Although he must be sick of constantly being portrayed in the media as a figure who exists in the shadow of Justin Vernon, it is very important to the understanding and contextualisation of Sean Carey’s solo work that he is best known as a supporting member of Bon Iver. His two solo LPs, 2010’s All We Grow and last year’s Range of Light, are hushed, considered works whose successes are based on their Vernon-esque combination of subtle experimentation and earnest humility. His new EP, Supermoon, presents a collection of alternative versions of songs from these previous releases, along with one new song and one cover, of Radiohead’s gorgeous “Bulletproof…I Wish I Was” (another study in subtle beauty wrung from eclecticism).
This seems a slightly odd move, not least because the alternative versions of old songs, comprising two-thirds of the record, just feel a little pointless. The delicate percussion patterns and prepared pianos of the original “Fire-Scene” are gone, and the meandering, minimalist ballad that appears here feels like a hollow replacement. “We Fell”, from All We Grow, is one of Carey’s most accomplished solo songs, a Steve Reich-meets-Fleet Foxes combination of plaintive vocals and gradually-unfolding piano motifs. Yet the form it takes on Supermoon does away with the patience and restraint of the original, flooding the mix with intrusive strings that somehow blunt the grace with which the earlier version is so richly endowed. “In The Stream” commits a similar offence; where the original was pleasingly peppered with barely-there flourishes of left-field instrumental arrangement, this version simply chucks a sentimental string section onto the introspective basis of the song and hopes that it might stick – it doesn’t. The new version of “Neverending Fountain” is probably the best of these reworkings, mainly thanks to the undeniable beauty of its layered, reverb-drenched vocal harmonies.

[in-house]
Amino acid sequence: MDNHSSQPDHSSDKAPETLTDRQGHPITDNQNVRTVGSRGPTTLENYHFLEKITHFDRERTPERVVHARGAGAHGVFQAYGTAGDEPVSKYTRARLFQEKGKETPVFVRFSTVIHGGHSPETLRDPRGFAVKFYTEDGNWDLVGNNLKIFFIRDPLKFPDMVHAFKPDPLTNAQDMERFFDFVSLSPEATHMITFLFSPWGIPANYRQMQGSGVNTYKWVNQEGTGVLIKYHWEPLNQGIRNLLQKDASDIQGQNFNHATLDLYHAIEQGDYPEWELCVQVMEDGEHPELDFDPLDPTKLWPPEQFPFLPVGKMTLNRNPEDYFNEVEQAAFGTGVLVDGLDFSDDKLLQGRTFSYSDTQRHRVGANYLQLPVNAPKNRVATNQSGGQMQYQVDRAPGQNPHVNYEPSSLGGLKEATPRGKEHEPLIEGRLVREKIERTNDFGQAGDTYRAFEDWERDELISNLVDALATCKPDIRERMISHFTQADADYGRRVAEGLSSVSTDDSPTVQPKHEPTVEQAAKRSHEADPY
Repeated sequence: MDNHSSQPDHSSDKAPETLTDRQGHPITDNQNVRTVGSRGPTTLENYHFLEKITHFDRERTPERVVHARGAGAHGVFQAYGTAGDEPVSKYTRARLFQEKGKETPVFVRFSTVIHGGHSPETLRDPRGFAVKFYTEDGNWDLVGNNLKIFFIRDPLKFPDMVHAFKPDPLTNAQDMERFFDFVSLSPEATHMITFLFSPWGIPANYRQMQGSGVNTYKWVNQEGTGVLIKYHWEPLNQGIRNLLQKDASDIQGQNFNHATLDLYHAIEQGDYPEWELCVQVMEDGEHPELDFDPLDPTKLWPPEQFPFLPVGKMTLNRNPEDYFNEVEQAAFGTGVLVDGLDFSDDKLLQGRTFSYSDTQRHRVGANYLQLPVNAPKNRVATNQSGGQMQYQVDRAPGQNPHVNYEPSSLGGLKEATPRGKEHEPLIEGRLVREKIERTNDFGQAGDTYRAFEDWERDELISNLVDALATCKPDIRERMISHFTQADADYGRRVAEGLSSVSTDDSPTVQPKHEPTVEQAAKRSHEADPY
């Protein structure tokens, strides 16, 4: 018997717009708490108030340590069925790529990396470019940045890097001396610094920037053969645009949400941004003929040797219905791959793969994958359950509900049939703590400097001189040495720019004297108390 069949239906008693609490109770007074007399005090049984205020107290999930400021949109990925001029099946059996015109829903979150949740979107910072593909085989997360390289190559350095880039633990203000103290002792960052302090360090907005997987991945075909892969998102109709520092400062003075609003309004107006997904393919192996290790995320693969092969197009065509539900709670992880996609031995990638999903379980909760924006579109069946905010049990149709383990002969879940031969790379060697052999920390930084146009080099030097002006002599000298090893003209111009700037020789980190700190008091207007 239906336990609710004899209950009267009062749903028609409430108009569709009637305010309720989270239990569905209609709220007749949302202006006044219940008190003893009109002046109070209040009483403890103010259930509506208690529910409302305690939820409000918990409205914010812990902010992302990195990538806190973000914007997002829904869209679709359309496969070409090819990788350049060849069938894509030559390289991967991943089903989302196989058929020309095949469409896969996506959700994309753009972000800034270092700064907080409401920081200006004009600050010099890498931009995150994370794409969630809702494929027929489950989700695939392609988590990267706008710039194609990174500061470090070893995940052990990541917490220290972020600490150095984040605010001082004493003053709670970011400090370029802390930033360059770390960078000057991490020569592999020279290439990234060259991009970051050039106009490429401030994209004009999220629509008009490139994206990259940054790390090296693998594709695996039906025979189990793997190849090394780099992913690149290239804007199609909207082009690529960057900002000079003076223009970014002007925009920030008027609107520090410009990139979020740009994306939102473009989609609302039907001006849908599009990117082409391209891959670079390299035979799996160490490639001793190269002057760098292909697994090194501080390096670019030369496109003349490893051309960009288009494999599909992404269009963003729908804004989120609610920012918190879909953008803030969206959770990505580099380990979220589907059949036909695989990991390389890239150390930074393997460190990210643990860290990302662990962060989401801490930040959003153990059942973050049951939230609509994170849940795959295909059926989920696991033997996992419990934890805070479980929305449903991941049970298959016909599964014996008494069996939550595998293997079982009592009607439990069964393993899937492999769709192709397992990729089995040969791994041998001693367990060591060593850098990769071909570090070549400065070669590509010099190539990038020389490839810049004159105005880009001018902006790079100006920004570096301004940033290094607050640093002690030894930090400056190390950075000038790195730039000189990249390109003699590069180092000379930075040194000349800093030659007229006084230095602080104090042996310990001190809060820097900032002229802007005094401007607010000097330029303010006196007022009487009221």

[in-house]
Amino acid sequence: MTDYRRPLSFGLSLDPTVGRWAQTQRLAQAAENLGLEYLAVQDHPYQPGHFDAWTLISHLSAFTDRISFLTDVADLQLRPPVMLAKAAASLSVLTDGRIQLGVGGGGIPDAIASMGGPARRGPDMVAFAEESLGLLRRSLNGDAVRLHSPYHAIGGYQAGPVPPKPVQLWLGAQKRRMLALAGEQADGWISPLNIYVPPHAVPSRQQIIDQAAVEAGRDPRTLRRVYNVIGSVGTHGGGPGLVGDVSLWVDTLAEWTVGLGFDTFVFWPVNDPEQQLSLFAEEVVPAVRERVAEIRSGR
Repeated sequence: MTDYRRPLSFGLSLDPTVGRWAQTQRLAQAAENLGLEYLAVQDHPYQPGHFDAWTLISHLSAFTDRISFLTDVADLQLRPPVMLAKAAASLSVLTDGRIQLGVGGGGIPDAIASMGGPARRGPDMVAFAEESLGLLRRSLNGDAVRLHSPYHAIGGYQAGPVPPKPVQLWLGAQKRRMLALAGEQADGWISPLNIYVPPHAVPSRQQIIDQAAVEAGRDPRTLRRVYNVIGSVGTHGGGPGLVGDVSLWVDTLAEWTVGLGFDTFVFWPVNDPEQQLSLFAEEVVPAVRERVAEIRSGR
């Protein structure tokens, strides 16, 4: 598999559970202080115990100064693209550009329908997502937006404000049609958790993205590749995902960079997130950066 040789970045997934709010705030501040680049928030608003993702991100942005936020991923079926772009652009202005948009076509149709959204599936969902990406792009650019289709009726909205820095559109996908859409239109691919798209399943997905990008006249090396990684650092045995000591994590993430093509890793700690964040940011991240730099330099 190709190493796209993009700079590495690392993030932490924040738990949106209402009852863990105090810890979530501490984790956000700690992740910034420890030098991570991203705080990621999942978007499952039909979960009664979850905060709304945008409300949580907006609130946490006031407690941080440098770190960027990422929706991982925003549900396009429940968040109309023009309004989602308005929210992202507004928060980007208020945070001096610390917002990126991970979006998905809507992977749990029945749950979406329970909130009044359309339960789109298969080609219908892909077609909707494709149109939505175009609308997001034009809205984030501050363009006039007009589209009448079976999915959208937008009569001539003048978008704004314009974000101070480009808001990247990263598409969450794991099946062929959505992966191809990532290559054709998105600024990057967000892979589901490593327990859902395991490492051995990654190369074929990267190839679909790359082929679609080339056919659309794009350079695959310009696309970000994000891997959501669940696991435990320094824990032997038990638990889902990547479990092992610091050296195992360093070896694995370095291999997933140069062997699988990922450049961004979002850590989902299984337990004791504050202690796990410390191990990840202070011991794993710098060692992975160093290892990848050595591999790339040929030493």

There are two remaining tracks on Supermoon; the brand-new title track and the aforementioned Radiohead cover. The former is pleasant enough, but would benefit from a little of the imagination that characterises many of the highlights of Carey’s output so far. The cover of “Bulletproof… I Wish I Was” is at least admirable for its bravery – as one of the most astonishing early Radiohead songs, it’s a big one to take on – but little else. Carey’s nasal whisper and spare piano arrangement don’t do too much to detract from the beauty of the original, but they add absolutely nothing.
It should be noted that there’s nothing offensively bad here, and plenty of interesting enough ideas, but the real problem is that most of those ideas are better realised on the original versions of the adaptations (and the cover) that make up the bulk of this EP. To persuade people that he is more than an above-average sidekick to Justin Vernon, Sean Carey could really do with pushing himself further than he does at any point on this laurel-resting stopgap release.